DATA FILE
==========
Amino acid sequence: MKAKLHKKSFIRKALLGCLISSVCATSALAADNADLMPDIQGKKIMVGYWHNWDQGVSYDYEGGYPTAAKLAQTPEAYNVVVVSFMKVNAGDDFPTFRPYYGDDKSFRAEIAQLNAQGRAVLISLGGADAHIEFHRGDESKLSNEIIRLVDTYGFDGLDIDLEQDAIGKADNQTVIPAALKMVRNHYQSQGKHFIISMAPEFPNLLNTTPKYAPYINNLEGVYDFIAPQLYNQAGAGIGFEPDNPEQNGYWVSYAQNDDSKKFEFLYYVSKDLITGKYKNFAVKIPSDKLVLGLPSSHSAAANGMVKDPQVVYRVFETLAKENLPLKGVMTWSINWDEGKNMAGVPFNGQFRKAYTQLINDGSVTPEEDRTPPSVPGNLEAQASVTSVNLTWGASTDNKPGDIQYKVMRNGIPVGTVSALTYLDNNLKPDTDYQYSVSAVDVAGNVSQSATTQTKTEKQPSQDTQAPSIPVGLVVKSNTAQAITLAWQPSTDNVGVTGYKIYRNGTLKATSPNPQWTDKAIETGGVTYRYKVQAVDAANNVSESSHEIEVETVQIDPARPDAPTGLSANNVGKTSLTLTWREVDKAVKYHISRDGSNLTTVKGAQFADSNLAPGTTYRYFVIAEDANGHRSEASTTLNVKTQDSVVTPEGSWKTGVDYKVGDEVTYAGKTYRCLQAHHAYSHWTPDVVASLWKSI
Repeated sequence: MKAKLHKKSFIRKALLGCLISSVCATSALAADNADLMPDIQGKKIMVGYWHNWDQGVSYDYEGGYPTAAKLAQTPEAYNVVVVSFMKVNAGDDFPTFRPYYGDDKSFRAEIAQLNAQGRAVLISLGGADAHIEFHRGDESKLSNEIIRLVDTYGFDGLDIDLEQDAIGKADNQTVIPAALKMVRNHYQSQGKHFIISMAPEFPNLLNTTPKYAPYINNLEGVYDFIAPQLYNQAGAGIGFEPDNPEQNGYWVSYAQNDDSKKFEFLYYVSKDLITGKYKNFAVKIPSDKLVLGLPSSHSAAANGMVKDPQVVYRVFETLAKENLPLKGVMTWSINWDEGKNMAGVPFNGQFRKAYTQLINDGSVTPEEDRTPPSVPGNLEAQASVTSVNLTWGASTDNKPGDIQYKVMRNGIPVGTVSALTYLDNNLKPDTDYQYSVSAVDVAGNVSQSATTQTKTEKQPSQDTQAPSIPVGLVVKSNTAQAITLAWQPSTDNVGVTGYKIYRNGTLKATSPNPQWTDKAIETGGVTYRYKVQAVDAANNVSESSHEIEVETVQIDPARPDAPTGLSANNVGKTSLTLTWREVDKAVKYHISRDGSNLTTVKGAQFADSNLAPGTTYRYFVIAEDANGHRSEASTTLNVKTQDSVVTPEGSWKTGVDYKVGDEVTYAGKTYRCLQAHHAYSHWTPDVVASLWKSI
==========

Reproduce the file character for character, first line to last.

Amino acid sequence: MKAKLHKKSFIRKALLGCLISSVCATSALAADNADLMPDIQGKKIMVGYWHNWDQGVSYDYEGGYPTAAKLAQTPEAYNVVVVSFMKVNAGDDFPTFRPYYGDDKSFRAEIAQLNAQGRAVLISLGGADAHIEFHRGDESKLSNEIIRLVDTYGFDGLDIDLEQDAIGKADNQTVIPAALKMVRNHYQSQGKHFIISMAPEFPNLLNTTPKYAPYINNLEGVYDFIAPQLYNQAGAGIGFEPDNPEQNGYWVSYAQNDDSKKFEFLYYVSKDLITGKYKNFAVKIPSDKLVLGLPSSHSAAANGMVKDPQVVYRVFETLAKENLPLKGVMTWSINWDEGKNMAGVPFNGQFRKAYTQLINDGSVTPEEDRTPPSVPGNLEAQASVTSVNLTWGASTDNKPGDIQYKVMRNGIPVGTVSALTYLDNNLKPDTDYQYSVSAVDVAGNVSQSATTQTKTEKQPSQDTQAPSIPVGLVVKSNTAQAITLAWQPSTDNVGVTGYKIYRNGTLKATSPNPQWTDKAIETGGVTYRYKVQAVDAANNVSESSHEIEVETVQIDPARPDAPTGLSANNVGKTSLTLTWREVDKAVKYHISRDGSNLTTVKGAQFADSNLAPGTTYRYFVIAEDANGHRSEASTTLNVKTQDSVVTPEGSWKTGVDYKVGDEVTYAGKTYRCLQAHHAYSHWTPDVVASLWKSI
Repeated sequence: MKAKLHKKSFIRKALLGCLISSVCATSALAADNADLMPDIQGKKIMVGYWHNWDQGVSYDYEGGYPTAAKLAQTPEAYNVVVVSFMKVNAGDDFPTFRPYYGDDKSFRAEIAQLNAQGRAVLISLGGADAHIEFHRGDESKLSNEIIRLVDTYGFDGLDIDLEQDAIGKADNQTVIPAALKMVRNHYQSQGKHFIISMAPEFPNLLNTTPKYAPYINNLEGVYDFIAPQLYNQAGAGIGFEPDNPEQNGYWVSYAQNDDSKKFEFLYYVSKDLITGKYKNFAVKIPSDKLVLGLPSSHSAAANGMVKDPQVVYRVFETLAKENLPLKGVMTWSINWDEGKNMAGVPFNGQFRKAYTQLINDGSVTPEEDRTPPSVPGNLEAQASVTSVNLTWGASTDNKPGDIQYKVMRNGIPVGTVSALTYLDNNLKPDTDYQYSVSAVDVAGNVSQSATTQTKTEKQPSQDTQAPSIPVGLVVKSNTAQAITLAWQPSTDNVGVTGYKIYRNGTLKATSPNPQWTDKAIETGGVTYRYKVQAVDAANNVSESSHEIEVETVQIDPARPDAPTGLSANNVGKTSLTLTWREVDKAVKYHISRDGSNLTTVKGAQFADSNLAPGTTYRYFVIAEDANGHRSEASTTLNVKTQDSVVTPEGSWKTGVDYKVGDEVTYAGKTYRCLQAHHAYSHWTPDVVASLWKSI